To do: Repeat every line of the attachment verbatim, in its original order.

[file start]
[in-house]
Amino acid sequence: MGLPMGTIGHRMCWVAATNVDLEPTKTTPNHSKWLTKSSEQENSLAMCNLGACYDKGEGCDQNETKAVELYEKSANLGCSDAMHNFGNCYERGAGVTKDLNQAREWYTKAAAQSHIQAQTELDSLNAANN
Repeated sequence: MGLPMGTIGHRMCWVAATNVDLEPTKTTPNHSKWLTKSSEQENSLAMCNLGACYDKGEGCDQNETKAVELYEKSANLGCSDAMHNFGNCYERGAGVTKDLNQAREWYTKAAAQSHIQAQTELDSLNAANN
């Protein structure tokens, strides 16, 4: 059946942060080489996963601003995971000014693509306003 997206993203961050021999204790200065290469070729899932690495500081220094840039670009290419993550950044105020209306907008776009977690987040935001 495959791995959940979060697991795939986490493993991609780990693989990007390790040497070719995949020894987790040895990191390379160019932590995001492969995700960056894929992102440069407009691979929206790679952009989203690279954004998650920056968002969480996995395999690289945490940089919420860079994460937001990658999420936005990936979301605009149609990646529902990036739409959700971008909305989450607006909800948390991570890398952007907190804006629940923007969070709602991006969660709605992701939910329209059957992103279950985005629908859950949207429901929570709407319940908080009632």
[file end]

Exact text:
[in-house]
Amino acid sequence: MGLPMGTIGHRMCWVAATNVDLEPTKTTPNHSKWLTKSSEQENSLAMCNLGACYDKGEGCDQNETKAVELYEKSANLGCSDAMHNFGNCYERGAGVTKDLNQAREWYTKAAAQSHIQAQTELDSLNAANN
Repeated sequence: MGLPMGTIGHRMCWVAATNVDLEPTKTTPNHSKWLTKSSEQENSLAMCNLGACYDKGEGCDQNETKAVELYEKSANLGCSDAMHNFGNCYERGAGVTKDLNQAREWYTKAAAQSHIQAQTELDSLNAANN
């Protein structure tokens, strides 16, 4: 059946942060080489996963601003995971000014693509306003 997206993203961050021999204790200065290469070729899932690495500081220094840039670009290419993550950044105020209306907008776009977690987040935001 495959791995959940979060697991795939986490493993991609780990693989990007390790040497070719995949020894987790040895990191390379160019932590995001492969995700960056894929992102440069407009691979929206790679952009989203690279954004998650920056968002969480996995395999690289945490940089919420860079994460937001990658999420936005990936979301605009149609990646529902990036739409959700971008909305989450607006909800948390991570890398952007907190804006629940923007969070709602991006969660709605992701939910329209059957992103279950985005629908859950949207429901929570709407319940908080009632």